Stories about Digital Activism from September, 2021
The nationwide #EndSARS movement against police brutality which took the country by storm in October 2020 demonstrated the power of digital media when used as a tool for advocacy.
One of the largest Chinese defense companies has been pointed out for providing the Venezuelan government software to block access to the Internet and to spy on its detractors.
Although the reason is unclear, Twitter’s actions suggest an unwillingness to interfere in Ghana's politics as it did in Nigeria, even if it means not defending citizens digital rights.
New legislative amendments are poised to curtail the activity of social media companies in Kazakhstan. Ostensibly to protect children's rights, the restrictions could enhance government snooping.
Sharissa Neault and Noah Malazdrewicz make fun videos in their languages to help Indigenous youth who think their culture and language are lost to reconnect with them.
Ahead of Russia's parliamentary elections on September 17-19, the state's crackdown on opposition groups, circumvention tools and internet infrastructure has escalated to a fever pitch.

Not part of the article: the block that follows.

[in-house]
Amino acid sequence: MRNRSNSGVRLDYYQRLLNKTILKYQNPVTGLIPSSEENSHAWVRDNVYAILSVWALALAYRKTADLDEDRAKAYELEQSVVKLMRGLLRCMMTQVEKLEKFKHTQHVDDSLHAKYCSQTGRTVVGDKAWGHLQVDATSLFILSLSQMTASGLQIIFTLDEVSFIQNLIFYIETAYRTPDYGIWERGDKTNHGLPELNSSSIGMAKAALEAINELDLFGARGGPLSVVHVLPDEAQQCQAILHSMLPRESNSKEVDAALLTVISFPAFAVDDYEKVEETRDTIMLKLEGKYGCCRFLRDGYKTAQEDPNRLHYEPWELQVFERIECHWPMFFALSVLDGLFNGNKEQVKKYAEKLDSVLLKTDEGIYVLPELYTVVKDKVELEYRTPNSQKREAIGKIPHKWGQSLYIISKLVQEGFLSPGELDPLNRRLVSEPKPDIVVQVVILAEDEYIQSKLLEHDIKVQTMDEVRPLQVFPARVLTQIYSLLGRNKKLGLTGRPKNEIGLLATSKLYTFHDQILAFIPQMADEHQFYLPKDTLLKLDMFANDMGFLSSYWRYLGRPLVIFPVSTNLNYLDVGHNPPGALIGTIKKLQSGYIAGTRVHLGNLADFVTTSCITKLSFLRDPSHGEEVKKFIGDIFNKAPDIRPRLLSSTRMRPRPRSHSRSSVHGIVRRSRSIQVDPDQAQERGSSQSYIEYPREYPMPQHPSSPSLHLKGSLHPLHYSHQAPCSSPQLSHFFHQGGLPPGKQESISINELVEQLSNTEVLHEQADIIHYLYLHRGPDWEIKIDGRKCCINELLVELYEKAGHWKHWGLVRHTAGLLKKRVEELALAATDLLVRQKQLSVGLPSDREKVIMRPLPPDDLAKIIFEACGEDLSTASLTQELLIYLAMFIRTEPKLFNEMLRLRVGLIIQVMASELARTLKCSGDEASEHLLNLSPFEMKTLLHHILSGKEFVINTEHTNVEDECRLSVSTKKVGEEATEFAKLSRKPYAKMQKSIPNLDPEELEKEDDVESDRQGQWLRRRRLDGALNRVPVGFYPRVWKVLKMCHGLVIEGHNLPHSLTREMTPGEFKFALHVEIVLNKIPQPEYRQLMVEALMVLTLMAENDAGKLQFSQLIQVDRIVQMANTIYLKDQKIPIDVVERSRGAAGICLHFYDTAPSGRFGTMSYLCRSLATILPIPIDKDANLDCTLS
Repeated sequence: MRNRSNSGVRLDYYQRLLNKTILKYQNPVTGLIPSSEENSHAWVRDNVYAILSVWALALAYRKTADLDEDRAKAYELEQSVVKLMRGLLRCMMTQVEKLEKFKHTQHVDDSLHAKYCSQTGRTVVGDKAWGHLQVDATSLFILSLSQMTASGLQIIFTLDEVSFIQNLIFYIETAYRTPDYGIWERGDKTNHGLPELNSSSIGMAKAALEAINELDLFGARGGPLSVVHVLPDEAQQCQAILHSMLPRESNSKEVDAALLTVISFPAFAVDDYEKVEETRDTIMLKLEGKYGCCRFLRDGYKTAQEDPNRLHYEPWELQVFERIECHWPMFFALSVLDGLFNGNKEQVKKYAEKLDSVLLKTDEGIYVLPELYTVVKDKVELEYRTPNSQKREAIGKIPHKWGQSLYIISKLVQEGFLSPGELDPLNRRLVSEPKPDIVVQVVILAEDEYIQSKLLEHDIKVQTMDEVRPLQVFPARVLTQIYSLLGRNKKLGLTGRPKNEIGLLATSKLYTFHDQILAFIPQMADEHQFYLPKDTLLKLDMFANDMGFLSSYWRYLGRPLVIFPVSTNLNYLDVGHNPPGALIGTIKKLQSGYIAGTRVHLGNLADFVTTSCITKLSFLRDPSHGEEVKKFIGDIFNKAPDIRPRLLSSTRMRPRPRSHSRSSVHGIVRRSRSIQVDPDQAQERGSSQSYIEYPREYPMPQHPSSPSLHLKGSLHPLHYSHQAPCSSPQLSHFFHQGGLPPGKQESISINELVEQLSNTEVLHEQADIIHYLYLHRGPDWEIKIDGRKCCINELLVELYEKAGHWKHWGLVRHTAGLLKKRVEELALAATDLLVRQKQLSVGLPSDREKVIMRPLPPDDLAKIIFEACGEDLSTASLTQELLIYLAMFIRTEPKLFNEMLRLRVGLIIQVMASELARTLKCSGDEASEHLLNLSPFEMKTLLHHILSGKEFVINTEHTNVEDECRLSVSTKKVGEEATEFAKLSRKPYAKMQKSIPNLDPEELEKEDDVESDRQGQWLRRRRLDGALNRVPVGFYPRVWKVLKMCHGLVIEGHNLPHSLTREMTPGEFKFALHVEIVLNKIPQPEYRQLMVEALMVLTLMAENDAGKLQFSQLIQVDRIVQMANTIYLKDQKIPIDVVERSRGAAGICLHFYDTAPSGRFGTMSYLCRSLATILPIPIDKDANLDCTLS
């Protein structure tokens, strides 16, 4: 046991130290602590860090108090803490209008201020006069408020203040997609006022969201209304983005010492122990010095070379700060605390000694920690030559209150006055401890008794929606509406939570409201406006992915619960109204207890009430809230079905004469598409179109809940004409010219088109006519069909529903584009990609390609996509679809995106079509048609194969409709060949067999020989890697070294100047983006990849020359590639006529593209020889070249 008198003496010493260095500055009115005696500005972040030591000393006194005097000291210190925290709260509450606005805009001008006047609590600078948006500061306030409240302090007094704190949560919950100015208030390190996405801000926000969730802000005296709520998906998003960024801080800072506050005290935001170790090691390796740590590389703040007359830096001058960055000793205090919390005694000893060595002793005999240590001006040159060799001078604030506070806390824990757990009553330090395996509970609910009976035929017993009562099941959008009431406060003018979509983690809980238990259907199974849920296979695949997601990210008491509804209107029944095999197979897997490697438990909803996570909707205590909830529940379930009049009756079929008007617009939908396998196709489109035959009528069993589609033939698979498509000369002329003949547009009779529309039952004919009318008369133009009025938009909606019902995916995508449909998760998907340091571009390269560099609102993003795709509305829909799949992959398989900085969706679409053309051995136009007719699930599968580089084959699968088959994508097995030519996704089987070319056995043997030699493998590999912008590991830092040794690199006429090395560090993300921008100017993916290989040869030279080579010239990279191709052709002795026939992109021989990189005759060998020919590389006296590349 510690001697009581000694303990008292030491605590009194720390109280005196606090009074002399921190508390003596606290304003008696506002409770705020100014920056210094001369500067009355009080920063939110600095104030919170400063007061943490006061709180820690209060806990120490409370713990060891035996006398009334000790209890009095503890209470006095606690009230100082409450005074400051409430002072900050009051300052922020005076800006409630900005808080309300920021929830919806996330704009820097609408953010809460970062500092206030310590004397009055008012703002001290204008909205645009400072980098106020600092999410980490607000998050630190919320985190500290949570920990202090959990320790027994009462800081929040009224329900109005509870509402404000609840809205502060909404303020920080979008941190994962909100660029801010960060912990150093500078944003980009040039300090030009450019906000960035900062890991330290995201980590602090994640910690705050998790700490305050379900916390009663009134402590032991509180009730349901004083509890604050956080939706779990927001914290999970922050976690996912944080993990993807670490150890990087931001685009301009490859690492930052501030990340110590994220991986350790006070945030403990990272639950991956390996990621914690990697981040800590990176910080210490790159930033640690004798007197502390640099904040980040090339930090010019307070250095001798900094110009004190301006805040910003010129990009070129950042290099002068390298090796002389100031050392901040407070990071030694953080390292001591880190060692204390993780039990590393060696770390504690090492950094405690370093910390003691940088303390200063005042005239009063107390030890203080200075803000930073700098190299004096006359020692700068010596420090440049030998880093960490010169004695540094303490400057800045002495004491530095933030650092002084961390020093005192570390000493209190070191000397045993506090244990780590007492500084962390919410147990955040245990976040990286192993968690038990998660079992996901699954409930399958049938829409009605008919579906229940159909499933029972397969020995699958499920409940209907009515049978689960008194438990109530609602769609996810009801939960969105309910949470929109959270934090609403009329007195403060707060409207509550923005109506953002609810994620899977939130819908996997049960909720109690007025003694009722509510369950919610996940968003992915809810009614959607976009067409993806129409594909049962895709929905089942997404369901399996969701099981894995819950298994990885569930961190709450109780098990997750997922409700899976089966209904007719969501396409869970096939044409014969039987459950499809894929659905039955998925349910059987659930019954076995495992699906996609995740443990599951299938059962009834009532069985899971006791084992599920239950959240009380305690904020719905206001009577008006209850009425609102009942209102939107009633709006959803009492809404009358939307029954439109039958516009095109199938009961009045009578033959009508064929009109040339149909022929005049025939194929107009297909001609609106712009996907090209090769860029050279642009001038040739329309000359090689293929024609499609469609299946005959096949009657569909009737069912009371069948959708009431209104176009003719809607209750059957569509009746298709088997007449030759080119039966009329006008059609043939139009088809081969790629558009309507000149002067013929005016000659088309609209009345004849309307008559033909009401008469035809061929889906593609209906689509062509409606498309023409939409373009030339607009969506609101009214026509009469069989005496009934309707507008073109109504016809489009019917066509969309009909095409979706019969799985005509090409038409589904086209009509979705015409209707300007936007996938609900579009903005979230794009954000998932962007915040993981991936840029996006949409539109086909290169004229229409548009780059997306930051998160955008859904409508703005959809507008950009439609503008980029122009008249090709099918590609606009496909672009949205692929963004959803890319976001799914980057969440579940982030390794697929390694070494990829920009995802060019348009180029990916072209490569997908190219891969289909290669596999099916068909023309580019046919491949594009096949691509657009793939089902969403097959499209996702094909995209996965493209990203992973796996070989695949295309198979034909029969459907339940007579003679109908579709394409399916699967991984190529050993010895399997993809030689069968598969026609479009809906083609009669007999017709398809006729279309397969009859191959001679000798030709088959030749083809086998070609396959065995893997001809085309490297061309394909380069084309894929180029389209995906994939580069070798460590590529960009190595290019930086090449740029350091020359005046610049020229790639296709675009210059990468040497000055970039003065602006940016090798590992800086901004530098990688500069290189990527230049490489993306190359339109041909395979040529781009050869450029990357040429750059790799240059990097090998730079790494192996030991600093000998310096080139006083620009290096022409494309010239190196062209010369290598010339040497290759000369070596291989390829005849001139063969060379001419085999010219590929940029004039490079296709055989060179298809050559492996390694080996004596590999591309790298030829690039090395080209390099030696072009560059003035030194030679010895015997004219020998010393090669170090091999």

Drew Sullivan, OCCRP's co-founder and editor-in-chief, said their work in Russia at the moment would do local reporters "more harm than good."
Antijob, an online database of anonymous complaints about Russian employers, has been blocked by censors following a defamation case brought by a Moscow real estate firm.
Ali Erbas, the head of the Religious Affairs Directorate in Turkey suggests using Islamic jurisprudence to control social media platforms.
After Twitter labeled Serbian pro-government media: It is important to know who controls and exercises pressure on media
Top Serbian state officials accused Twitter of censorship after it posted labels on the profiles and tweet of media outlets that don't enjoy editorial independence from the government.
Activists call for shelters for women facing abuse at home, and the abolishing of article 153 in Kuwait's penal code which reduces the punishment for honor killings.
After the prime minister was injured during an August protest, a woman was arrested for the assault. Four opposition members/supporters have since been charged in relation to the protests.